Panfish opportunities may be a viable option if the walleye and northern pike are not cooperating. Many area lakes presently support abundant populations of sunfish and black crappie with good size structures. Several of these lakes include Big McDonald, Little Pelican, Adley, McDonald, Schwartz, Dead, Blanche and the Leaf lakes. Anglers targeting sunfish need to be aware of 19 lakes in the area with reduced daily bag limits. The intent of the reduced bag limits is to maintain or improve the size structures of sunfish in lakes that have historically produced quality populations. Lakes with a five-sunfish daily bag limit include West Silent, Franklin, Bass, Middle, Fish by Weetown, and Fish by Parkers Prairie. Lakes with a 10-sunfish daily bag limit include East Lost, West Lost, Crystal, Deer, Wall, Red River, Prairie, Stuart, Star, Big Pine, South Lida, North Lida and Long by Vergas. The statewide possession limit for sunfish still applies for these lakes.
The largemouth and smallmouth bass angling seasons will also begin on the May 14 opener; however, it is catch and release only until May 28. Anglers interested in a float fishing trip should consider the Otter Tail River, as it has a renowned catch-and-release only smallmouth bass fishery.
For anglers wanting to try something unique in the area for the opener, Bass Lake in Maplewood State Park is an option for trout fishing. Bass Lake is stocked annually with rainbow trout. Anglers are reminded that a state park permit and a trout stamp are required to fish Bass Lake. The use of live minnows for bait is prohibited and the bag limit is five with not more than three over 16 inches in length.

Park Rapids area

Northern pike and walleye should be in post spawn patterns by the May 14 fishing opener. As for other fish species, the timing of water warmup and photoperiod lengths will dictate where that particular species is actively spawning.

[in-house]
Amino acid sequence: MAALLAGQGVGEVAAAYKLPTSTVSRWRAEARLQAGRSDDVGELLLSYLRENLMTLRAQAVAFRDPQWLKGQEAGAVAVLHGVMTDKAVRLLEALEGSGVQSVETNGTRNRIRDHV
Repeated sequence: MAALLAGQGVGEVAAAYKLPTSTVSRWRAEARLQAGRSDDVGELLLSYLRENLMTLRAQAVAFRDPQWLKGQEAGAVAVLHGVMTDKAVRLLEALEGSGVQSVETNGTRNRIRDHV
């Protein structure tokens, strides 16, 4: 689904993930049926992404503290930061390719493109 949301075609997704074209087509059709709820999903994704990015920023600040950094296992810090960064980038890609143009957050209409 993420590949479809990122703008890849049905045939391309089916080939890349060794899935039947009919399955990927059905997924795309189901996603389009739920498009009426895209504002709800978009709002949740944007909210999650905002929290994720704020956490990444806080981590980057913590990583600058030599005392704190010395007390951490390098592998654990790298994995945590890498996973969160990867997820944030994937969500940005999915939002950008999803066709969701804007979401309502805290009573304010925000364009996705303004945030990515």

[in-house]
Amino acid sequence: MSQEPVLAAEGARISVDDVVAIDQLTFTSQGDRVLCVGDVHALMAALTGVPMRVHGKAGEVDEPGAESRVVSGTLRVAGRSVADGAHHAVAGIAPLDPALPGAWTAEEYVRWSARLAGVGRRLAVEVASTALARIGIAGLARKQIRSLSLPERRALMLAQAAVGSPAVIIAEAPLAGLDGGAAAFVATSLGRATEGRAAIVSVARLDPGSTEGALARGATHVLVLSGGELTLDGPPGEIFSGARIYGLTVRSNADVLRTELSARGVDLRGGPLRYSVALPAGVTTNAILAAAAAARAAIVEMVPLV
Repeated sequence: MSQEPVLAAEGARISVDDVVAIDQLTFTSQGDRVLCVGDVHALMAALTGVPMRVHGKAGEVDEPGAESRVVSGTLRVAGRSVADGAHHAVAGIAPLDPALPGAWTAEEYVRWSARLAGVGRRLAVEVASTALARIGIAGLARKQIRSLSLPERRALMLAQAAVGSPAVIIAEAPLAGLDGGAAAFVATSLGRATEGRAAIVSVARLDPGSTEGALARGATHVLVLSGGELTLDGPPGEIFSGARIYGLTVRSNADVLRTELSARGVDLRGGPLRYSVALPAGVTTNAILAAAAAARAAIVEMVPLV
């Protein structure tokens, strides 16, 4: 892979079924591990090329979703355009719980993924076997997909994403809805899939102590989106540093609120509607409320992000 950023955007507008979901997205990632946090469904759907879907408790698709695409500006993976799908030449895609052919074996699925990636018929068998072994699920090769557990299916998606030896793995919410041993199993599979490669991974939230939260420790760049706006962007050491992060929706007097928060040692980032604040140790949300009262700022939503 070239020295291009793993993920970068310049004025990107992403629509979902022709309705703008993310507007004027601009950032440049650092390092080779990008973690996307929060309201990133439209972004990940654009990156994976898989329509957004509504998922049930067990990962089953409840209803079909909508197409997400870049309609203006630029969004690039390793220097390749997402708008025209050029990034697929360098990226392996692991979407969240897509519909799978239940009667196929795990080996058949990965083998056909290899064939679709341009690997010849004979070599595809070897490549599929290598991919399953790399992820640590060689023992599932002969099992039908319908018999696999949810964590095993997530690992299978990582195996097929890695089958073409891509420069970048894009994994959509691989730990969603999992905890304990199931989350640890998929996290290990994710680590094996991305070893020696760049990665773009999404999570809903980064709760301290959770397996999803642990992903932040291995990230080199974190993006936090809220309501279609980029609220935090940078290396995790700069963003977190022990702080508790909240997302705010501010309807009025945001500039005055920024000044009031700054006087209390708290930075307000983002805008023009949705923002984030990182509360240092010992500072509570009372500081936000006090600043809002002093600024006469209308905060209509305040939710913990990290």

Walleye fishing should provide anglers with a chance to hook into some excellent fish. Adult male walleye should be in the post spawn mode, ready to feed. Some of the better early season lakes in the Park Rapids area to target walleye would be Eagle, Fish Hook, Island and Potato chain. As the season progresses, other lakes such as Big Sand, Eleventh Crow Wing, Kabekona, Long, and Upper and Lower Bottle are the go-to lakes for local anglers.
Northern pike are abundant in the Park Rapids Fisheries Management Area. Lakes that have a better overall size structure are lakes that have the special regulation of 24- to 36-inch protected slot such as Big Mantrap, George, and Fifth and Sixth Crow Wing. In regard to the zone regulation, lakes such as Garfield, Portage, Potato and Straight have high abundance but smaller sizes. In turn, anglers at these zone-regulated lakes can take advantage of the increased possession limit of 10, of which no more than two can be above 26 inches, and all fish between 22 to 26 inches have to be released.

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Like most years, black crappie and sunfish action should start getting good around Memorial Day weekend. Lakes that will provide ample angling opportunities in the Park Rapids area are Big Mantrap, Belle Taine and any of the lakes in the Crow Wing chain. Some of the better lakes in the area for largemouth bass are Belle Taine, Eighth, Ninth and Tenth Crow Wing, and Little Mantrap. Duck Lake and Lake George also have abundant bass populations but not many large bass. Smallmouth bass fishing should be getting good as the season progresses and some of the better lakes in the Park Rapids area are Belle Taine, Big Sand, Boulder, East Crooked and Potato.

Anglers are reminded that the second round of lakes in the Quality Sunfish Initiative were implemented on March 1.

Park Rapids area lakes in this round include First Crow Wing and Garfield lakes. The special regulation is a daily bag limit of five. Lakes from the first round of QSI were Second, Third and Fourth Crow Wing lakes.

Northern pike anglers are reminded that there is a difference between the northern pike central zone regulation and the special regulation for northern pike. In Park Rapids, we have eight lakes with special northern pike regulations and several others for bass, crappie or walleye. These lakes include:

• Northern Pike – Fifth, Sixth, Eighth, Ninth and Tenth Crow Wing; George; Big Mantrap and Blueberry

• Bass – Little Mantrap and George

• Crappie – Big Mantrap and Spider

• Sunfish – First, Second, Third, and Fourth Crow Wing and Garfield

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• Walleye – Big Sand and Kabekona

• All Species – Lester and LaSalle

If you have no particular fish species of interest and are willing to try different techniques, consider trying Fish Hook or Potato lakes, with a goal of catching multiple species of fish. These two lakes are some of the better all around lakes because you can find walleye, northern pike, largemouth and smallmouth bass, bluegill and crappie.